MONDAY, July 24, 2017 (HealthDay News) — For adolescents with type 1 diabetes, a 20-week exercise training intervention is associated with improved aerobic capacity and stroke volume, according to a study published online July 18 in Diabetes Care.
Silmara Gusso, Ph.D., from the University of Auckland in New Zealand, and colleagues examined the impact of 20 weeks of exercise training in aerobic capacity on left ventricular function and glycemic control in adolescents. Fifty-three adolescents with type 1 diabetes were divided into exercise training and non-training groups (38 and 15 participants, respectively), while 22 healthy adolescents without diabetes participated in the exercise training intervention.
The researchers found that in both training groups, exercise training improved aerobic capacity (10 percent) and stroke volume (6 percent), but the increase was lower in the group with type 1 diabetes versus controls. In adolescents with type 1 diabetes, increased stroke volume resulted from greater left ventricular contractility (9 percent increase in ejection fraction and 11 percent decrease in end-systolic volumes) and, to a lesser extent, improved left ventricular filling (6 percent). There was about a 10 percent decrease in insulin use, but there was no change in glycemic status.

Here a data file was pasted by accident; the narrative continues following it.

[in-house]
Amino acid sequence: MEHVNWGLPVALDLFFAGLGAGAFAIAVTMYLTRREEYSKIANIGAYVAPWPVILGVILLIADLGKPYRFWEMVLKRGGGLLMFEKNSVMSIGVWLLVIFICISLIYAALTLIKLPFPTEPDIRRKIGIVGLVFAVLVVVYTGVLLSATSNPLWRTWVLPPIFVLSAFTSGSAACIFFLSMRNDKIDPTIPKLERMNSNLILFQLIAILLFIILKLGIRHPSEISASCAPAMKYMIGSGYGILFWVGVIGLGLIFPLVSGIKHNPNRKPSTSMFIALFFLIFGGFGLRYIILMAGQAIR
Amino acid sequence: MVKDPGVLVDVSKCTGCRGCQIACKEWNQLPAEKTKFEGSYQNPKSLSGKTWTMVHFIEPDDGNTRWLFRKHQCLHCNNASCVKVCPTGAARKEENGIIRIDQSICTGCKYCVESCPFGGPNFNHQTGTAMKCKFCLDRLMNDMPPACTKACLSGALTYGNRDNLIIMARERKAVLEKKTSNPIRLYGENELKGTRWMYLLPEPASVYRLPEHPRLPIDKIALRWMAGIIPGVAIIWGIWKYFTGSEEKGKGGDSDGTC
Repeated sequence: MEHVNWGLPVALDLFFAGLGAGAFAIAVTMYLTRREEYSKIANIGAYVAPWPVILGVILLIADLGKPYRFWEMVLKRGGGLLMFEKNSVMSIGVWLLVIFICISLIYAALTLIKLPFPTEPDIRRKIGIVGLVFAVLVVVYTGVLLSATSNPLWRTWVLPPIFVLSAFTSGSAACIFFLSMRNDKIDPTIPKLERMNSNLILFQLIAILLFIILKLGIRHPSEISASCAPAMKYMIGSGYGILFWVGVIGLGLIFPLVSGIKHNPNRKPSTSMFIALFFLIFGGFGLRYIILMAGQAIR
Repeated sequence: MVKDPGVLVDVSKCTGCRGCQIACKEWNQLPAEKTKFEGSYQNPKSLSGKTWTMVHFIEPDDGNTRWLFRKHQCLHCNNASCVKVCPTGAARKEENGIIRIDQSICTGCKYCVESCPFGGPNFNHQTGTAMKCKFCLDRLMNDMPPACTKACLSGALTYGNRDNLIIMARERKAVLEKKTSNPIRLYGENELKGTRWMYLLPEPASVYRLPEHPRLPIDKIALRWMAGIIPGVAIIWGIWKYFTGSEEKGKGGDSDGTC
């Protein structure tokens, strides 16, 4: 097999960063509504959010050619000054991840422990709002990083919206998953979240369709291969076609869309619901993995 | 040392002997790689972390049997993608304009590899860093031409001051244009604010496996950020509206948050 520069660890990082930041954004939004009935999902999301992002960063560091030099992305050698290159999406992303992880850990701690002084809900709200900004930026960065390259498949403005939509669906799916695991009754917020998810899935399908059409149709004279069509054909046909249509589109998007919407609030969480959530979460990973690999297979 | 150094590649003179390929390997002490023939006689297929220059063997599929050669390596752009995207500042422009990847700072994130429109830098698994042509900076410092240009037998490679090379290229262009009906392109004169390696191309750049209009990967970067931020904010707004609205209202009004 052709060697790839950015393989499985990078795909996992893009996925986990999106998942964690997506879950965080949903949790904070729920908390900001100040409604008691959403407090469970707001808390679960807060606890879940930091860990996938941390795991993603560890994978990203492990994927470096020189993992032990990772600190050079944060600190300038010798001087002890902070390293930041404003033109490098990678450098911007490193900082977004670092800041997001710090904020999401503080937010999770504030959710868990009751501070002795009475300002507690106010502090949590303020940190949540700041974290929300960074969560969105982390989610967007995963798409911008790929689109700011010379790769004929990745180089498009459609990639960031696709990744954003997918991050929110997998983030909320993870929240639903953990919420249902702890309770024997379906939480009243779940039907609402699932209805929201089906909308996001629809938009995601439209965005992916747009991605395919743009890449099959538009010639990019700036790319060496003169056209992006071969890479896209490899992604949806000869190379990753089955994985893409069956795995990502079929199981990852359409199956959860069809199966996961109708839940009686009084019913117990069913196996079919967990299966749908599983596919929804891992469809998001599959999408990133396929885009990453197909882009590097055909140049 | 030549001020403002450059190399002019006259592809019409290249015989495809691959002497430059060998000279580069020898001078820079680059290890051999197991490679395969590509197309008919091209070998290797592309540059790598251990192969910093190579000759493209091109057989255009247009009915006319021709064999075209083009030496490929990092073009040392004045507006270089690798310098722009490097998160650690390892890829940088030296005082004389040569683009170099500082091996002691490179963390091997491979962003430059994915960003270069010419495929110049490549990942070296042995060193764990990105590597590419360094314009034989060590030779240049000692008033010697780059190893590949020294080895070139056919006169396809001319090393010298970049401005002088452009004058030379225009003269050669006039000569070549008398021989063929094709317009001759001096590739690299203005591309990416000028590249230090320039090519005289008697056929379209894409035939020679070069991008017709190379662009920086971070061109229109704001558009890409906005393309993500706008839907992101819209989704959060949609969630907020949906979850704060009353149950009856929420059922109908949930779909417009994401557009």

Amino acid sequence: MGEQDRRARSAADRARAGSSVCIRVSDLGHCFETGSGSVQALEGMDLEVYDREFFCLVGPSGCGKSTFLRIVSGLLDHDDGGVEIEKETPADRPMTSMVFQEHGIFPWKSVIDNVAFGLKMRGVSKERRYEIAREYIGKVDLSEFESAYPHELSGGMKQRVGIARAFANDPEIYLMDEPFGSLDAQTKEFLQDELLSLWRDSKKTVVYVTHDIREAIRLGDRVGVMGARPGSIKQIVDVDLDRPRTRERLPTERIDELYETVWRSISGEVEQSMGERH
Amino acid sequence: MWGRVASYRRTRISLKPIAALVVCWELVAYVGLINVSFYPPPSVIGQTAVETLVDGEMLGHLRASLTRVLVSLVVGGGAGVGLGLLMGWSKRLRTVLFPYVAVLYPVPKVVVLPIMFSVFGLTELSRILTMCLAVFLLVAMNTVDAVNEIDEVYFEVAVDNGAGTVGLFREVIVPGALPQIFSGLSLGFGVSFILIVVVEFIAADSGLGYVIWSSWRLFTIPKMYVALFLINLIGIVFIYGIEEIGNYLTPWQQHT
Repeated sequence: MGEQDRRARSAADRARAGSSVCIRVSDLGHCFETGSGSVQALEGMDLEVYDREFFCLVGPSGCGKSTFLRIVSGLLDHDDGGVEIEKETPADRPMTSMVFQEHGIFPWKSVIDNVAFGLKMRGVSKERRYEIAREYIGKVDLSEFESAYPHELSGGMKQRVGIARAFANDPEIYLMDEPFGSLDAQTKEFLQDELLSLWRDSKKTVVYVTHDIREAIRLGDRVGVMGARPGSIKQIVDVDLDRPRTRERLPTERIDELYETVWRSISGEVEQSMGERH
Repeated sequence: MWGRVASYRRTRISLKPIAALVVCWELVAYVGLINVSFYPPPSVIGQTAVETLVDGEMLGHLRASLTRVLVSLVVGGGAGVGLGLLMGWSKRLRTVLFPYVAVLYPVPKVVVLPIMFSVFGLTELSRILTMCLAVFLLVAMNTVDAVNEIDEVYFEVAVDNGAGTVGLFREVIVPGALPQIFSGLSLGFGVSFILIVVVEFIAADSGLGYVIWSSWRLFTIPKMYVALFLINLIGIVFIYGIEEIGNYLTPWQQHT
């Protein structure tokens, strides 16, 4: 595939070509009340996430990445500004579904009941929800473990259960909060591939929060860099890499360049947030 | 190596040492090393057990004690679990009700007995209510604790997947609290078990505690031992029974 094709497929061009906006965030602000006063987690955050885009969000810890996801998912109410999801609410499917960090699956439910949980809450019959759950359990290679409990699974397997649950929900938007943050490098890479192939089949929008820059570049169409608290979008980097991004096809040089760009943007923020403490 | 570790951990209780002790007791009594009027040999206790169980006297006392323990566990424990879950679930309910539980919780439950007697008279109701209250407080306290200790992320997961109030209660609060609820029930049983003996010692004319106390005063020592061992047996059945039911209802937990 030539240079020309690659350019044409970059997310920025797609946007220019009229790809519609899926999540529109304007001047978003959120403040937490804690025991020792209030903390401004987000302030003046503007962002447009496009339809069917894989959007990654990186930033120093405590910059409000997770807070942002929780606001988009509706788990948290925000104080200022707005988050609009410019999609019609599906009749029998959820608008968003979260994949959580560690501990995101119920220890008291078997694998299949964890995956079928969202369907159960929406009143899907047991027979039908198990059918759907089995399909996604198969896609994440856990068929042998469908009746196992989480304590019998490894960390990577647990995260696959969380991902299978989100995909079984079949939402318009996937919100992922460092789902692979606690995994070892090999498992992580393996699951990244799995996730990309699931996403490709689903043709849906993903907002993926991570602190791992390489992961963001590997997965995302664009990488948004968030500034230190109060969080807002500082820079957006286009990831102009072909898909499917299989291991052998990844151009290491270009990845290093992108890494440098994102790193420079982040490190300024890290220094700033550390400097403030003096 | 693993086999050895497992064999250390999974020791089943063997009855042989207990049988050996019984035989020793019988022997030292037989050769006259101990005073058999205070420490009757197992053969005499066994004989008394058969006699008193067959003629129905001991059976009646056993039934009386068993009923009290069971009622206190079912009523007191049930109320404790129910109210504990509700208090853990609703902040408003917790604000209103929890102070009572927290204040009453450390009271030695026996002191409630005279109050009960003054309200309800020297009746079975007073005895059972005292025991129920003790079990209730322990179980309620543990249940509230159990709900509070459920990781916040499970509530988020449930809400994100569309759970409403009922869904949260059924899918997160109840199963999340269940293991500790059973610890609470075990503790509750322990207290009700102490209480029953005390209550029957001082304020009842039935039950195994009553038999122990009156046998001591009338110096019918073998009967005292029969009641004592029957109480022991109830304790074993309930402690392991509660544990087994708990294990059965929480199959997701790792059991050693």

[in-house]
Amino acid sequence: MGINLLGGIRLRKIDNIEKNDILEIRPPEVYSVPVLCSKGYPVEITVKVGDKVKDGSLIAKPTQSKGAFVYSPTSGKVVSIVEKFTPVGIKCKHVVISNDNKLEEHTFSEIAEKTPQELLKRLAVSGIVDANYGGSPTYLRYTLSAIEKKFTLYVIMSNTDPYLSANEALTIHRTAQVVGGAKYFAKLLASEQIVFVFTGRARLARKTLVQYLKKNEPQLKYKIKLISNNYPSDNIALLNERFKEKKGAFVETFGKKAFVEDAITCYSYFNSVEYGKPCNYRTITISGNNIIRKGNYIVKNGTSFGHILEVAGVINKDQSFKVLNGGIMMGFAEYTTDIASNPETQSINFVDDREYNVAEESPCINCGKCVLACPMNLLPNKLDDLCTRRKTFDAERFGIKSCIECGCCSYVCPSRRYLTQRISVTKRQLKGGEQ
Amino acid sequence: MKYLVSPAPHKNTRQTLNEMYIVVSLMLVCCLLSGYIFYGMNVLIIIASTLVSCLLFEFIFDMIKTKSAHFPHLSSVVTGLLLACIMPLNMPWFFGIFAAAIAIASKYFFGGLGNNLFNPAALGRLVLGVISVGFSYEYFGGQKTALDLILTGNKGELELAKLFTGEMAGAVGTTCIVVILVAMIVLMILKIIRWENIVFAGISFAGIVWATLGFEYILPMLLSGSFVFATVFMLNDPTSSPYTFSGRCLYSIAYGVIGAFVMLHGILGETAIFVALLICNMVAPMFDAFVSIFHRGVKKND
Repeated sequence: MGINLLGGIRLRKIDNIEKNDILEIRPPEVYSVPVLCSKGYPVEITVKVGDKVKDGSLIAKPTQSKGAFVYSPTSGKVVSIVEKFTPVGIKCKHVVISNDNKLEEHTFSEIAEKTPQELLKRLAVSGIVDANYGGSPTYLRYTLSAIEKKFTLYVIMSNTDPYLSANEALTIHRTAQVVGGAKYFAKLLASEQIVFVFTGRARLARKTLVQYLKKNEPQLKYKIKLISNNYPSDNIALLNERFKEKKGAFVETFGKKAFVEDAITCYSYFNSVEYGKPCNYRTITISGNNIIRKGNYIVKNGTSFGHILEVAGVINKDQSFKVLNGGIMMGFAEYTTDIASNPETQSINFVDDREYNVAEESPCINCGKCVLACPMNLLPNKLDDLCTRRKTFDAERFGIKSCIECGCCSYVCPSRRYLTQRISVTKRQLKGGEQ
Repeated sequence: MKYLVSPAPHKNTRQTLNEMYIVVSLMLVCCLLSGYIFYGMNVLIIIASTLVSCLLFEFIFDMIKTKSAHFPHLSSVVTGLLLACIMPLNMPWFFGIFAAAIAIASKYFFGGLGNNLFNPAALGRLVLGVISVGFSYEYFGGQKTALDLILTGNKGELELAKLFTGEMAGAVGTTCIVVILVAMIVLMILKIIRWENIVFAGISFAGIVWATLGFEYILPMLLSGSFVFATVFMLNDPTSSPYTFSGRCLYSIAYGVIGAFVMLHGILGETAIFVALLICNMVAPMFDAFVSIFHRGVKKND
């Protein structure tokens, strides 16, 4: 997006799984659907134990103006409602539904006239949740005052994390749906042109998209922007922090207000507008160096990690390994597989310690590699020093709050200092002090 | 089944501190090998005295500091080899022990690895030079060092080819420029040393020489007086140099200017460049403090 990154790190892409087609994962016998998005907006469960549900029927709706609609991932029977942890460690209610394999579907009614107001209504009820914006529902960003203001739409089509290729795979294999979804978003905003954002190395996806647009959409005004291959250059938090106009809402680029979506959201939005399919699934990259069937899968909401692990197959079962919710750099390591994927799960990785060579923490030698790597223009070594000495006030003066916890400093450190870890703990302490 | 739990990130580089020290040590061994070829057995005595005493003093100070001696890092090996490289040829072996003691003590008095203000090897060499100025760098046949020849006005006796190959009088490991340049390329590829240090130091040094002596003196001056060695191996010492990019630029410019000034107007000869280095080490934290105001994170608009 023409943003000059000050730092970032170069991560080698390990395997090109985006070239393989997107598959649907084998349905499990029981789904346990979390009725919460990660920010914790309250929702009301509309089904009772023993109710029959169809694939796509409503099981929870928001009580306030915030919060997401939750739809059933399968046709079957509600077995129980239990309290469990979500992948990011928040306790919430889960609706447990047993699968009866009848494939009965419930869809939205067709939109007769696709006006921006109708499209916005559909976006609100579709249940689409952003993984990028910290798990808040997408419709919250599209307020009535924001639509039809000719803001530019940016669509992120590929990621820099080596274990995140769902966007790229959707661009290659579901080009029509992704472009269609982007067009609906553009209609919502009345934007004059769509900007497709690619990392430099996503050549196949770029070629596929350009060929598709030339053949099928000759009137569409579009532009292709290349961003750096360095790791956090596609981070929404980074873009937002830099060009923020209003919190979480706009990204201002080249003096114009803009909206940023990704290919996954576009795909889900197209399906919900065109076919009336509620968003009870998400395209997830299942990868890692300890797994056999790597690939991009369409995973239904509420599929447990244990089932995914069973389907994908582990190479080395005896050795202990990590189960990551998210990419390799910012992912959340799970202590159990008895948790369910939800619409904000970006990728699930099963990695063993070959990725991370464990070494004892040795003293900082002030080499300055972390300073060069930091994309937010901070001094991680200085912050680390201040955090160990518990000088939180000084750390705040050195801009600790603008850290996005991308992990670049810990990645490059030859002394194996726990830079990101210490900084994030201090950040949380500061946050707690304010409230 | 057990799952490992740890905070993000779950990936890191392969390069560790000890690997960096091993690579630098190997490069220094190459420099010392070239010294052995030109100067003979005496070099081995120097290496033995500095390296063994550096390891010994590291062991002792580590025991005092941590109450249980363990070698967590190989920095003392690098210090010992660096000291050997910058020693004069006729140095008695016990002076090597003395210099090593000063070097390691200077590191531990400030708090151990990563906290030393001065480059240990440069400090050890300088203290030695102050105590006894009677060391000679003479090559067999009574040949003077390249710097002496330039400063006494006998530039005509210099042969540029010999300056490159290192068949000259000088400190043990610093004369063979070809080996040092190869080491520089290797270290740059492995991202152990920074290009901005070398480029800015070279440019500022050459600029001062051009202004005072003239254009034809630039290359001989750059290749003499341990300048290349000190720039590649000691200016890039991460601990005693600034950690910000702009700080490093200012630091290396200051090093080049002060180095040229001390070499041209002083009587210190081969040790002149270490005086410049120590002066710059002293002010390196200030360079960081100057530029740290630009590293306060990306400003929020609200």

“In adolescents, the impairment in left ventricular function seen with type 1 diabetes can be improved, although not normalized, with regular intense physical activity,” the authors write. “Importantly, diastolic dysfunction, a common mechanism causing heart failure in older subjects with diabetes, appears to be partially reversible in this age group.”
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